Ultimately, we want 1) customers to have greater visibility into where and how their data is consumed by apps and 2) app developers to have a means of processing data and compute within the Atlassian cloud, except in cases when remote services are absolutely necessary; for example, apps whose purpose is to integrate with an external SaaS application. While we will not be building an approval process around State 3 and State 4 exceptions, with egress disclosure in place, we will make it more transparent to end customers where data is shared and processed.

State 0: Classic Connect

The starting point is State 0, an app that was built on Connect and has yet to take any steps toward adopting Forge functionality.

State 1: Registered on Forge

LIMITED ALPHA RELEASE

An app in State 1 has gone through the process of registering the Connect app on Forge, allowing it to be recognized as a Forge app.

The Connect-on-Forge registration process is still in alpha, and it’s not yet possible to list a Connect-on-Forge app on the Marketplace. We expect this limitation to be removed by the end of 2021, which will allow a Connect app to maintain its existing listing, with minimal disruption to customers who have already installed the app. To customers, the switch from Connect to Forge will look like a typical app update.

While this feature is still under construction, early adopters can begin to experiment with Connect-on-Forge apps in their test environments. We don’t yet recommend this feature for production use. You can track our development progress in the Community and Changelog, where we’ll post updates.

State 2: Forge Auth and UI

COMING SOON

Before reaching State 2, an app must have already moved into State 1 by registering as a Forge app. Then, the app must meet 2 requirements:

  • If the app uses JWT auth to authenticate against product APIs, it must be replaced with Oauth 2.0
  • Connect remote iframes must be replaced with Forge Custom UI or UI kit

In State 2, the app gains important security benefits. First, an app developer can limit the types of data the app can access using scopes, bringing the app in line with the principle of least privilege. Second, replacing Connect remote iframes protects app users from common remote iframe browser-based vulnerabilities and domain hijacking.

Because these security improvements are high priority, we will be requiring all Connect apps to reach State 2, and in the future, Connect will stop supporting JWT auth and remote iframes. While these services are not being deprecated yet and we are still far out from making this a hard requirement, we encourage app developers to start planning to make these changes as soon as development is unblocked, which we estimate will happen towards the end of 2022.

It’s important to note: Connect remote iframes and JWT auth will not be deprecated until Forge provides equivalent or similar functionality. We are not aiming for 1:1 parity with modules that use Connect remote iframes, but do plan to support corresponding use cases in Forge. The timeline for these changes will allow enough buffer for app vendors to apply necessary updates.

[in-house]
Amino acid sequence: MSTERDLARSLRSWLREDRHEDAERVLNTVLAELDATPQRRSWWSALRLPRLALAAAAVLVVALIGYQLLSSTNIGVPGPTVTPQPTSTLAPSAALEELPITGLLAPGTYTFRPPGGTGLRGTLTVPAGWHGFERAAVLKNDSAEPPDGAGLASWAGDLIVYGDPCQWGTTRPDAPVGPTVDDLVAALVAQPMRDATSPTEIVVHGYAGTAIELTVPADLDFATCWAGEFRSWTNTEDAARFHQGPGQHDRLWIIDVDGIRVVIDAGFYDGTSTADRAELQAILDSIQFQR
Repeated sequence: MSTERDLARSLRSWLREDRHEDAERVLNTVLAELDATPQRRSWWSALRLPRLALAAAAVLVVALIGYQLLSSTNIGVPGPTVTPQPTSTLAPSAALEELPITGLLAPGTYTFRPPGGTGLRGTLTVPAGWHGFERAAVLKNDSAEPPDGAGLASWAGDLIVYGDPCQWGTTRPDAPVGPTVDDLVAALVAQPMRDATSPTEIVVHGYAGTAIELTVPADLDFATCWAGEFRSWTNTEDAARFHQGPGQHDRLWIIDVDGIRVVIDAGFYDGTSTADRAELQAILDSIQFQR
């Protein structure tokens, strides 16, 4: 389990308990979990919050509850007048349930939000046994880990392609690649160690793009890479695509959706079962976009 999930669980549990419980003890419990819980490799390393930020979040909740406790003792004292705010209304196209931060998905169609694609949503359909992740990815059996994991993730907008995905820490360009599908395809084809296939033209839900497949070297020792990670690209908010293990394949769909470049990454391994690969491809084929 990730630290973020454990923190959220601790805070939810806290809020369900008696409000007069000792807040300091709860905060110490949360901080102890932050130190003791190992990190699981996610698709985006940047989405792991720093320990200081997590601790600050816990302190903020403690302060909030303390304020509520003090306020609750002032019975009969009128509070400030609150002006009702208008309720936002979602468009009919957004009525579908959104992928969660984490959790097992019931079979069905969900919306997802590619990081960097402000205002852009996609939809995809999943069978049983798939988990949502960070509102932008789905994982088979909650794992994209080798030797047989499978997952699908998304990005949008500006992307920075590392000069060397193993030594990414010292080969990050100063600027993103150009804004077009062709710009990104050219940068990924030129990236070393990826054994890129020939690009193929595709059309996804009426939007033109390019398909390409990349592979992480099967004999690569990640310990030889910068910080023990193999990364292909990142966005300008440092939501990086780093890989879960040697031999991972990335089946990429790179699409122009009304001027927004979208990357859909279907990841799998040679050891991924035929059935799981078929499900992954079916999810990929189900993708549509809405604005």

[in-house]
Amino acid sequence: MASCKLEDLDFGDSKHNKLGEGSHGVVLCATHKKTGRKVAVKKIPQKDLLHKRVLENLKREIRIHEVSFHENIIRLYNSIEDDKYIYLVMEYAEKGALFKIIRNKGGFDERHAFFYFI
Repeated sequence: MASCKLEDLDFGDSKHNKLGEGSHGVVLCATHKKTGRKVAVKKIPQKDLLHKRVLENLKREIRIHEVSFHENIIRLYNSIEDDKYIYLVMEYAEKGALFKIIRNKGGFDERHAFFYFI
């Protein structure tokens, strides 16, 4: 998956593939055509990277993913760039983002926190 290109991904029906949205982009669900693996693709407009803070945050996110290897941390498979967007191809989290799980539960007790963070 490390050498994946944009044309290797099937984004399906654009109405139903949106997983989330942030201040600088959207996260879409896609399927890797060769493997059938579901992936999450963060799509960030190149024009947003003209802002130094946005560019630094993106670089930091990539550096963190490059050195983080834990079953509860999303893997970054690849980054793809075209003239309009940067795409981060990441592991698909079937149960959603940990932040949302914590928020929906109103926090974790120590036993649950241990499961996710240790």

We’re currently working to unblock State 2 for app developers. Stay tuned for updates in the Changelog, and you can also track regular announcements here.

State 3: Atlassian hosted (Data only)

FUTURE

Before reaching State 3, an app must have already met the requirements to become a State 2 app. Then, the app must host any remote-hosted data in the Atlassian Cloud. Some apps do not require any remote data storage at all by design, and these apps would be eligible to pass directly from State 2 to State 4.

Reaching State 3 helps apps leverage upcoming features like storing app data in the same region as the customer’s Cloud instance, meeting data residency requirements for many customers. State 3 also helps app developers meet the needs of highly-regulated enterprise customers who restrict storage of their data on third-party infrastructure. Finally, State 3 paves the way for reaching State 4, where apps adopt the full capabilities and benefits of the Forge platform.

For apps that do require remotely hosted data, we are in the process of building tooling that will help developers migrate data from self-hosted databases to Forge. We encourage app developers to start considering moving their apps to this state once their apps are eligible, because they will benefit from an easier path to security compliance, support for app data residency, as well as access to free (up to quotas, through 2023) and secure storage on the Atlassian Cloud.

Although strongly recommended, State 3 and State 4 are not hard requirements, leaving room for exceptional cases where apps cannot move away from “off-Atlassian” compute and storage. Examples of exceptional cases include:

  • Apps that are by nature integrations between the Atlassian platform and external applications.
  • Apps with extremely heavy compute and storage requirements that exceed Forge quotas.
  • Apps that require massive amount of data for machine learning or reporting purposes.

State 4: Atlassian hosted (Data & Compute)

FUTURE

Before reaching the final state, State 4, an app must not store any data outside of the Atlassian cloud (either through migration or by design). In addition, an app must migrate any remote-hosted compute in the Atlassian cloud. Some partners may take the opportunity to rebuild their Connect app as a Forge app (State 4) and migrate the Marketplace listing to carry over previous installs and reviews.